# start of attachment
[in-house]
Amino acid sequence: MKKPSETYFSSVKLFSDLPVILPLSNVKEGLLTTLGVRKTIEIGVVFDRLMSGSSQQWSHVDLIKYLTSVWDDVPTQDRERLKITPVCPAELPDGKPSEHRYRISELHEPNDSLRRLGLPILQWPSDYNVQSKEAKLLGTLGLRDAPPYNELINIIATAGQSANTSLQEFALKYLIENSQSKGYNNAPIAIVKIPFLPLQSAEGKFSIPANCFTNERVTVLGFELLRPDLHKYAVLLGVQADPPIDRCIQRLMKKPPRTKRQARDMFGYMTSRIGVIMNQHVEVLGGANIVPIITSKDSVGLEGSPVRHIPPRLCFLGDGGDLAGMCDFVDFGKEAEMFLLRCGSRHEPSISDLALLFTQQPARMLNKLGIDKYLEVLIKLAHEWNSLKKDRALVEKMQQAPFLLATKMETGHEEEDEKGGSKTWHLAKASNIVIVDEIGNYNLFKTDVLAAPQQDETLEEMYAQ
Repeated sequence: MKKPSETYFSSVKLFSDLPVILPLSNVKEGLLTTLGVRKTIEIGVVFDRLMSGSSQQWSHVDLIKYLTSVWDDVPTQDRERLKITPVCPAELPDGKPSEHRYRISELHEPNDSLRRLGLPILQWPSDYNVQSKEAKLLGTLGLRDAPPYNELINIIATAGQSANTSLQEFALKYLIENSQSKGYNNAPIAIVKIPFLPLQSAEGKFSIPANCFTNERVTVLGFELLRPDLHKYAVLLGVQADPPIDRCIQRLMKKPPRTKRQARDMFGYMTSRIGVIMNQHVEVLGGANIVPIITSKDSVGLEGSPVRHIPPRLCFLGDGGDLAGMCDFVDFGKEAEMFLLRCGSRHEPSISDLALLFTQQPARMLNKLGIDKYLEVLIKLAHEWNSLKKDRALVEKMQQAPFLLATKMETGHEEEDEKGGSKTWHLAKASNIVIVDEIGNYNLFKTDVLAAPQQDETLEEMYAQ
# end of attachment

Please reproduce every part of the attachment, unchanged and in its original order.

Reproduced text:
[in-house]
Amino acid sequence: MKKPSETYFSSVKLFSDLPVILPLSNVKEGLLTTLGVRKTIEIGVVFDRLMSGSSQQWSHVDLIKYLTSVWDDVPTQDRERLKITPVCPAELPDGKPSEHRYRISELHEPNDSLRRLGLPILQWPSDYNVQSKEAKLLGTLGLRDAPPYNELINIIATAGQSANTSLQEFALKYLIENSQSKGYNNAPIAIVKIPFLPLQSAEGKFSIPANCFTNERVTVLGFELLRPDLHKYAVLLGVQADPPIDRCIQRLMKKPPRTKRQARDMFGYMTSRIGVIMNQHVEVLGGANIVPIITSKDSVGLEGSPVRHIPPRLCFLGDGGDLAGMCDFVDFGKEAEMFLLRCGSRHEPSISDLALLFTQQPARMLNKLGIDKYLEVLIKLAHEWNSLKKDRALVEKMQQAPFLLATKMETGHEEEDEKGGSKTWHLAKASNIVIVDEIGNYNLFKTDVLAAPQQDETLEEMYAQ
Repeated sequence: MKKPSETYFSSVKLFSDLPVILPLSNVKEGLLTTLGVRKTIEIGVVFDRLMSGSSQQWSHVDLIKYLTSVWDDVPTQDRERLKITPVCPAELPDGKPSEHRYRISELHEPNDSLRRLGLPILQWPSDYNVQSKEAKLLGTLGLRDAPPYNELINIIATAGQSANTSLQEFALKYLIENSQSKGYNNAPIAIVKIPFLPLQSAEGKFSIPANCFTNERVTVLGFELLRPDLHKYAVLLGVQADPPIDRCIQRLMKKPPRTKRQARDMFGYMTSRIGVIMNQHVEVLGGANIVPIITSKDSVGLEGSPVRHIPPRLCFLGDGGDLAGMCDFVDFGKEAEMFLLRCGSRHEPSISDLALLFTQQPARMLNKLGIDKYLEVLIKLAHEWNSLKKDRALVEKMQQAPFLLATKMETGHEEEDEKGGSKTWHLAKASNIVIVDEIGNYNLFKTDVLAAPQQDETLEEMYAQ